According to a Gallup poll, 27 percent of Americans said that their credit card information had been stolen at least one time during the past year, and 11 percent said that their computer or mobile device had been hacked or accessed without authorization.
A breaking news tidbit is that Uber, the taxi app company, finally admitted that its client database was hacked last May. They didn’t know they’d been hacked until the middle of September. They didn’t admit they’d been hacked until the end of February. Why their admission was ten months in the making, I don’t know. Perhaps the executive team at Uber will eventually answer that question, or perhaps not — I’m betting on “not.”
We can add Uber to the most recent HBH (has been hacked) roster, which includes: Adobe Systems, Anthem, Apple iCloud, AT&T, Bartell Hotels, Community Health Systems / Tennova, Dairy Queen, eBay, Epsilon, Evernote, Global Payment Systems, Goodwill Industries International, Google, Home Depot, Jimmy John’s, JP Morgan, Kmart, Michaels Stores, Neiman Marcus, P.F. Chang’s, Sony, Staples, Target, Twitter, U.S. Postal Service, Uber, UPS, White Lodging – Marriott & Hilton & Sheraton & Westin, Yahoo, Zappos, etc., etc., etc. — the list goes on.
These companies are not Aunt Pixie’s Pie Emporium. They should protect their clients’ information. They do not; some because they are incompetent, some because they are uncaring, some because they are cheap, and some because they are incompetent, uncaring and cheap all at once.
“Yeah, fine,” you say. “But what does this have to do with the real estate business?”
Plenty, especially since Tuesday, Dec. 2, and Thursday, Dec. 18, 2014.
On Dec. 2, U.S. District Court Judge Paul A. Magnuson ruled that banks can sue Target for the 2013 credit card hack. “Although the third-party hackers’ activities caused harm, Target played a key role in allowing the harm to occur. Indeed, Plaintiffs’ (the banks’) allegation that Target purposely disabled one of the security features that would have prevented the harm is itself sufficient to plead a direct negligence case.”
And then on Dec. 18, U.S. District Court Judge Paul A. Magnuson ruled that consumers can sue Target for the 2013 credit card hack: “Plaintiffs’ (the consumers’) allegations plausibly allege that they suffered injuries that are ‘fairly traceable’ to Target’s conduct.”
And now, all you agents, brokers and owners reading this, here is a brief exercise: Substitute your own name for “Target” in the above paragraph, and read it over a couple of times. Then, substitute your company’s name for “Target” in the above paragraph, and read it over a couple of times. Go ahead. Do it. I’ll wait.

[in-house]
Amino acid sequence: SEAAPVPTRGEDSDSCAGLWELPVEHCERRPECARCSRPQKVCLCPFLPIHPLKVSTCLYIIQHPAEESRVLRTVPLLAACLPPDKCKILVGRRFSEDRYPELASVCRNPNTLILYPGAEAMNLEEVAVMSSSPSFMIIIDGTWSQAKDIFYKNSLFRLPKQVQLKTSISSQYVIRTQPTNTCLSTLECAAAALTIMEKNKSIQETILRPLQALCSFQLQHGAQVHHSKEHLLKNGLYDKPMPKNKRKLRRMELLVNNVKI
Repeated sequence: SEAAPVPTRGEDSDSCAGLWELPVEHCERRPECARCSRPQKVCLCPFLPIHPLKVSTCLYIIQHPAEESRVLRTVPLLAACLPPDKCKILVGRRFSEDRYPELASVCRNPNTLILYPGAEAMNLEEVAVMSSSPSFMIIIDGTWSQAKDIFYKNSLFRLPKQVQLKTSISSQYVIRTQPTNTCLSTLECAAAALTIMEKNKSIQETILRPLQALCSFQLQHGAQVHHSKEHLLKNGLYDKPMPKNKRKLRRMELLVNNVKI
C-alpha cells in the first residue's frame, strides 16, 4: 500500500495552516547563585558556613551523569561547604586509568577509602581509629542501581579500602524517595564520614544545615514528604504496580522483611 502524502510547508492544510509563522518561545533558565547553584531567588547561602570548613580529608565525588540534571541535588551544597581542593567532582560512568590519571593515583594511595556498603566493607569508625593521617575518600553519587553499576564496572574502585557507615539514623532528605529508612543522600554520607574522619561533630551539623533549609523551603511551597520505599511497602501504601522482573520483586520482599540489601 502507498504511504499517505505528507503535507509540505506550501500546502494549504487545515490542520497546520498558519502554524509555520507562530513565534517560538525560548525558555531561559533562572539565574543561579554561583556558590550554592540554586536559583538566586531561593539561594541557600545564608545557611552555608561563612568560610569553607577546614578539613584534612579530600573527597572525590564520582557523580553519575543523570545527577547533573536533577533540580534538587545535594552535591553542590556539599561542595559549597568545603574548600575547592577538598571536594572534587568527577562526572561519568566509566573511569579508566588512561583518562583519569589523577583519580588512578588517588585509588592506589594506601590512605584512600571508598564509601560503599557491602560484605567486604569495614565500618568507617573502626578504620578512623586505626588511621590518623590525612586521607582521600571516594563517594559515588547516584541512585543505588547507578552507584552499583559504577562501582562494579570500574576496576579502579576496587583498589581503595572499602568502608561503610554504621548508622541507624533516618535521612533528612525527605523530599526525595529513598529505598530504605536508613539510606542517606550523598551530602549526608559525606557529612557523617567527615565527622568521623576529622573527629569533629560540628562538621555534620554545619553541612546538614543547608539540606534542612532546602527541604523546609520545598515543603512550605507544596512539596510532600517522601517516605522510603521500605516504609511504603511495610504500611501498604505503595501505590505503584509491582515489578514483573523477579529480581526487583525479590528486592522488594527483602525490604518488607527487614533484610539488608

In the process of representing a client as he or she buys and sells real estate, you acquire quite a lot of personal information: name, address, social security number, employment information, annual income, list of assets, checking account information, savings account information, stocks and bonds owned, real estate owned, businesses owned, automobiles owned and more.
That is the exact information the evildoers are after. Should the bad guys get that information and use it, and if the security breach is traceable to you, the client can haul you and your expensive lawyers into court. Also, if the mortgage lender feels its good name has been damaged by your lack of security, the lender might haul you and your expensive lawyers into court even quicker than your aggrieved client.
You’re walking around with a bull’s eye on your back. The hackers, the phishers, the spammers and the black hats are coming after you with all their weapons because, my friend, you have the information that they want. You are an easy mark. You are low-hanging fruit. You will be plucked unless you protect yourself and your clients and their personal information.
Rather than give you a list of “The Top Ten Tips to Protect Yourself from Hackers,” I will give you two articles to read and one piece of advice.
Article 1: How to hinder the hackers
Article 2: Create stronger passwords
Advice: I spent 20 years working for a petroleum engineering firm writing code and analyzing data. We handled large amounts of sensitive and confidential information from oil companies, banks and private investors. During those 20 years we did not have one breach of security because not one of the firm’s computers was connected to the Internet. The computers could only be accessed by the engineers and analysts sitting at the keyboards in the office.
Additionally, I spent 10 years working for an employee benefits company. We handled large amounts of sensitive and confidential information from our clients. During those 10 years we did not have one breach of security because all of our client data was stored in a computer that was not connected to the Internet or even to our internal office network. The computer could only be accessed by an agent or staff member sitting at the keyboard in the office.
Any managers or brokers or owners of real estate firms reading this should follow that lead. Take one computer in your office, disconnect it from the Internet, disconnect it from your office’s internal network, and place it in view of the person running the office. Use that Internet-free machine to store whatever client information you and your agents need to use during the buying or selling process. Once the transaction is complete, remove that personal information from the hard drive. If you feel compelled to retain that information, then put it on a portable storage device, and keep it under lock and key in the broker’s office.
The felons will come at you via the Internet; no Internet equals no access.
David Redic has worked as a programmer, data analyst, website builder, IT Director, tech writer, copy editor and educational film maker. He’s currently the webmaster at Berkshire Hathaway HomeServices – Kovack Realtors, and he also blogs about wine.